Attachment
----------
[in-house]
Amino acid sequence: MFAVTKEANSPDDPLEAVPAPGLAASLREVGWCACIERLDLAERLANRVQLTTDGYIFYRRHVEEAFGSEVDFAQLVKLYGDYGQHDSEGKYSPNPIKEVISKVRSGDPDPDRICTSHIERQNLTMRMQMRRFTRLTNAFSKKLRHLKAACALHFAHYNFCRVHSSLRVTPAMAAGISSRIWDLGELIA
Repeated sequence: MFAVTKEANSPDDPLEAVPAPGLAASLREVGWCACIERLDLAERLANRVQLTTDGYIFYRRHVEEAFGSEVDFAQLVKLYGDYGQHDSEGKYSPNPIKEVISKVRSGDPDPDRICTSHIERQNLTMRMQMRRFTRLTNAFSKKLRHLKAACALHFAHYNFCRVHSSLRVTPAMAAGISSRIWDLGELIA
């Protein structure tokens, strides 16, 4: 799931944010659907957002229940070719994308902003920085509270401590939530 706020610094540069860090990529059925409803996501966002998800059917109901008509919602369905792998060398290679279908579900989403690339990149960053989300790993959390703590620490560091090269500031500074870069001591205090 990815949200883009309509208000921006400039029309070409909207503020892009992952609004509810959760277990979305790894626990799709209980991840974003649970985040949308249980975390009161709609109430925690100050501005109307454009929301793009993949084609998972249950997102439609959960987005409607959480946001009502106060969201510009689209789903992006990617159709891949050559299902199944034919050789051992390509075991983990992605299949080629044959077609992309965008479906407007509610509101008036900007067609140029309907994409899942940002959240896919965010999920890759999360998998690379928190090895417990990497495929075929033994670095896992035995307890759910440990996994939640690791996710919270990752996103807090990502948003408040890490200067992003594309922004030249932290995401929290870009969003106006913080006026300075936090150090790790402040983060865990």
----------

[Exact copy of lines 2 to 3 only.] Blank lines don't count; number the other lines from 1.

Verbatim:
Amino acid sequence: MFAVTKEANSPDDPLEAVPAPGLAASLREVGWCACIERLDLAERLANRVQLTTDGYIFYRRHVEEAFGSEVDFAQLVKLYGDYGQHDSEGKYSPNPIKEVISKVRSGDPDPDRICTSHIERQNLTMRMQMRRFTRLTNAFSKKLRHLKAACALHFAHYNFCRVHSSLRVTPAMAAGISSRIWDLGELIA
Repeated sequence: MFAVTKEANSPDDPLEAVPAPGLAASLREVGWCACIERLDLAERLANRVQLTTDGYIFYRRHVEEAFGSEVDFAQLVKLYGDYGQHDSEGKYSPNPIKEVISKVRSGDPDPDRICTSHIERQNLTMRMQMRRFTRLTNAFSKKLRHLKAACALHFAHYNFCRVHSSLRVTPAMAAGISSRIWDLGELIA